• This article by Ron Miller was written last fall, but there has been a new flurry of debate recently on the topic, which reminded me that it is just as valid today as it was then. If I was to write a response to such a worthless program, this would be it more or less. Thanks Ron, for doing the work.

    The damage this continuing vision of competition and mindless drilling in our educational system was also scrutinized in the compelling film “Race To Nowhere: The Dark Side of America’s Achievement Culture”. If you haven’t seen it, you should. Because I am assuming you care like I do what is to become of the next generation coming out of this system.

    Here’s my take: we are stuck in a system that was designed to churn out factory workers over a hundred years ago and we are stuck in a modern world that is catching up to us very quickly (or has already) in industry, design, development, and progress. So instead of taking a look at the new kind of citizen we need as our output to maintain our position in the global hierarchy (free thinkers and entrepreneurs anyone?), we have been creating an educational culture of competition and excessive busywork to make it appear as innovation instead of actually being innovative. For all the public lip service (and there has been a lot, my friends), there has not been much action (notice I didn’t say attention) paid to how children really learn and develop, the importance of adequate funds in education to the long-term health of this country and it’s citizens, or the faulty standards and testing hole we have dug ourselves into.  Now, before anyone makes a comment about how we should have standards or there should be some sort of test to make sure children are being adequately educated, I would like to point out that I agree. Kind of. Perhaps if those standards were developmentally appropriate and teachers were allowed to do their job instead of only having time to read a script to prepare children for a test that puts many of them at a disadvantage anyway, I might be more supportive.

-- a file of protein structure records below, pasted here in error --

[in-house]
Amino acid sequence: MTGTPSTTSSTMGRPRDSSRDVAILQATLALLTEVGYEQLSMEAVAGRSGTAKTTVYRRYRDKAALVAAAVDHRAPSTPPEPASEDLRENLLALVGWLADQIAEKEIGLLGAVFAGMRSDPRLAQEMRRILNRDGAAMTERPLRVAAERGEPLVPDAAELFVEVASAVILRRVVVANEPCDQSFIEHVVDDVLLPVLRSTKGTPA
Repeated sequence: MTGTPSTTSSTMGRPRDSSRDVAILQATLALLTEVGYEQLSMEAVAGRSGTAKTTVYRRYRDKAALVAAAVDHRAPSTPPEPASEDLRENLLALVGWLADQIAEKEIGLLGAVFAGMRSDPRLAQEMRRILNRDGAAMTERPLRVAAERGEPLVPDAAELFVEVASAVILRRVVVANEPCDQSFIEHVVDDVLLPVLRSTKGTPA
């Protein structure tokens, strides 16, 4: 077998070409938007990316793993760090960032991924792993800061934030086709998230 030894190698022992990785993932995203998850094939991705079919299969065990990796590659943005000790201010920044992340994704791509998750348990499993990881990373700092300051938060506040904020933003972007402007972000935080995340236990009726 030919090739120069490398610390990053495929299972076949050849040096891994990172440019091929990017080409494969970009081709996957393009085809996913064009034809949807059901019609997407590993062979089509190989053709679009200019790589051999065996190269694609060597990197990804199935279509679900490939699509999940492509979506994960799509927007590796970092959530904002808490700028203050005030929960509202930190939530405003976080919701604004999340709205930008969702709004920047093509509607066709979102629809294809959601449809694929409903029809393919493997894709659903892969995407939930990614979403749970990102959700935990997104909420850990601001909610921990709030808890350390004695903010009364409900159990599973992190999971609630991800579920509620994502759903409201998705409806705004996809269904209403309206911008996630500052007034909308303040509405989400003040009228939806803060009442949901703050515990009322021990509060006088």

In the end, it’s like putting too many layers of shingles on a rotting roof, when it really should be scraped clean and re-done properly.